Netflix’s “House of Cards” comes into its own


Don’t worry, there are no spoilers below.


Kansas City – A few weeks ago I published my first review of a “television” show. I find it amusing that my first TV review should be of the first big-budget show to be produced and broadcast by an online-only broadcaster. In January, I wrote about how the first season of Netflix’s House of Cards, starring Kevin Spacey and Robin Wright as Congressman Frank Underwood (D-SC) and his wife Claire, related to its British parent.

Like the country in which it is set, this new American House of Cards needed a while to set itself up as an independent show. However, with the start of Season 2, Netflix’s masterpiece of drama truly set itself apart from its roots in Westminster. I found the second season to be far more thrilling than the first. The speed by which the action moved, balancing the need for both quick and slow plot lines, was exhilarating. There were quite a few moments over the past fortnight that I found myself sitting forward in my seat, gasping “Did they just do that?” My first season mulligan of “Well, I know how the BBC version went” quickly became defunct and resoundingly out of place in this truly American drama.


Kevin Spacey as Frank Underwood. Courtesy of “The Guardian”.

Spacey continues to refine and evolve in his role as Underwood, the epitome of the modern anti-hero, perhaps villain. He was able to balance out the ruthlessness and chessmanship of the political realm with the more mellow personal moments here and there throughout the season. I found myself amazed that even he as an actor going off of a script could keep up with the many twists and turns, the double and triple bluffs that lace the plot in such a fashion that they began to seem almost too fantastic for the politics of the reality (or at least I should hope, though perhaps naïvely, so).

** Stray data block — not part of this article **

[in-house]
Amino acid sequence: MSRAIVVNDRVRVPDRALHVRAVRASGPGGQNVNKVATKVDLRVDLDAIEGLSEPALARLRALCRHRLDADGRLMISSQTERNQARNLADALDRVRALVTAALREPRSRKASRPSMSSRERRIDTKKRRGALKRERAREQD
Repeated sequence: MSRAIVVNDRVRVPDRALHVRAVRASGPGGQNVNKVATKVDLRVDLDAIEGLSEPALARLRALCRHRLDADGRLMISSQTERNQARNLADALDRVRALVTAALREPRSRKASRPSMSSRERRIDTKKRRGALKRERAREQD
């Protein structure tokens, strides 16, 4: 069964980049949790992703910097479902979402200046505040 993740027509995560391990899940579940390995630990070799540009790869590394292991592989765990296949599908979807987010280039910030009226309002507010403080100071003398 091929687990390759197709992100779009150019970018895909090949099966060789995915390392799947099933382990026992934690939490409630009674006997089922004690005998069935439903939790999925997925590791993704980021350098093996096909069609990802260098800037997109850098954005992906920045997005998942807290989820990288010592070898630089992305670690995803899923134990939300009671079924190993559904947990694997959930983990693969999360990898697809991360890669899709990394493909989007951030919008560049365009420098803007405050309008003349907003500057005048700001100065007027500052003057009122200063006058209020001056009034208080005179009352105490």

Robin Wright as Claire Underwood. Courtesy of “The Huffington Post”.

Complimenting her Golden Globe award from last month, Robin Wright’s performance as Claire Underwood continued to evolve just as much, if not even more than Spacey’s role as her husband. I found Claire much more likeable after a while in this season than I certainly did in Season 1, though the same characteristics that made me wary of her in the first season are certainly still present in her character. After seeing the second season, I find myself hoping, again perhaps naïvely, that Claire Underwood won’t turn out as Elizabeth Urquhart (the wife in the BBC series) did, as a sort of Lady Macbeth to counter Frank Underwood/Francis Urquhart’s Richard of Gloucester (Richard III).

Beyond the acting, the runaway golden winner here has to be the writers. Their work is truly a masterpiece of drama that certainly does a good job at expressing the emotions and desires of our time, especially in the political realm. Netflix’s House of Cards is a drama for our time, set in our time, featuring us, and calling upon us to ask ourselves how we feel about what we see in the mirror that the series offers the United States in 2014.

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